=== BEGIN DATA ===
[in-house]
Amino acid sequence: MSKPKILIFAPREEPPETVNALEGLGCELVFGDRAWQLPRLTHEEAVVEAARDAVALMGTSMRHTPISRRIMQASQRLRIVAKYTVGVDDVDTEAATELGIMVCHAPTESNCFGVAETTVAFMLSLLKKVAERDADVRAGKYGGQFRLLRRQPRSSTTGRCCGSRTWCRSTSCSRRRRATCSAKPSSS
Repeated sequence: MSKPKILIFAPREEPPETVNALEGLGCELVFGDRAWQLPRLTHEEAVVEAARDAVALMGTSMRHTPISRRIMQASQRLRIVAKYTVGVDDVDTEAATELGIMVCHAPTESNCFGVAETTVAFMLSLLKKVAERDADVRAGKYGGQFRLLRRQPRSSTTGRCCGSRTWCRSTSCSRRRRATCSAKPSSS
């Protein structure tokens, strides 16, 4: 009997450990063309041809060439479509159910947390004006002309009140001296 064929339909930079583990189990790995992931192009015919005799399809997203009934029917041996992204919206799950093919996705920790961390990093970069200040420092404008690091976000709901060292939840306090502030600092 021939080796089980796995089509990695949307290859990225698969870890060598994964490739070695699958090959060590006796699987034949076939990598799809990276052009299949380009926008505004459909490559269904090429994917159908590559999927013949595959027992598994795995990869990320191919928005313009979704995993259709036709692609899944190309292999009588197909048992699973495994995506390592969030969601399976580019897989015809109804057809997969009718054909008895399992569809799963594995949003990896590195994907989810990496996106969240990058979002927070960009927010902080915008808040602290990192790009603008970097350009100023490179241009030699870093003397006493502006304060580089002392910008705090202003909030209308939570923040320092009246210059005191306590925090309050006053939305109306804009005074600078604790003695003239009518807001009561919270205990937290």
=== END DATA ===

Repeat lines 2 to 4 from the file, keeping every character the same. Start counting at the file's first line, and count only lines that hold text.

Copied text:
Amino acid sequence: MSKPKILIFAPREEPPETVNALEGLGCELVFGDRAWQLPRLTHEEAVVEAARDAVALMGTSMRHTPISRRIMQASQRLRIVAKYTVGVDDVDTEAATELGIMVCHAPTESNCFGVAETTVAFMLSLLKKVAERDADVRAGKYGGQFRLLRRQPRSSTTGRCCGSRTWCRSTSCSRRRRATCSAKPSSS
Repeated sequence: MSKPKILIFAPREEPPETVNALEGLGCELVFGDRAWQLPRLTHEEAVVEAARDAVALMGTSMRHTPISRRIMQASQRLRIVAKYTVGVDDVDTEAATELGIMVCHAPTESNCFGVAETTVAFMLSLLKKVAERDADVRAGKYGGQFRLLRRQPRSSTTGRCCGSRTWCRSTSCSRRRRATCSAKPSSS
């Protein structure tokens, strides 16, 4: 009997450990063309041809060439479509159910947390004006002309009140001296 064929339909930079583990189990790995992931192009015919005799399809997203009934029917041996992204919206799950093919996705920790961390990093970069200040420092404008690091976000709901060292939840306090502030600092 021939080796089980796995089509990695949307290859990225698969870890060598994964490739070695699958090959060590006796699987034949076939990598799809990276052009299949380009926008505004459909490559269904090429994917159908590559999927013949595959027992598994795995990869990320191919928005313009979704995993259709036709692609899944190309292999009588197909048992699973495994995506390592969030969601399976580019897989015809109804057809997969009718054909008895399992569809799963594995949003990896590195994907989810990496996106969240990058979002927070960009927010902080915008808040602290990192790009603008970097350009100023490179241009030699870093003397006493502006304060580089002392910008705090202003909030209308939570923040320092009246210059005191306590925090309050006053939305109306804009005074600078604790003695003239009518807001009561919270205990937290």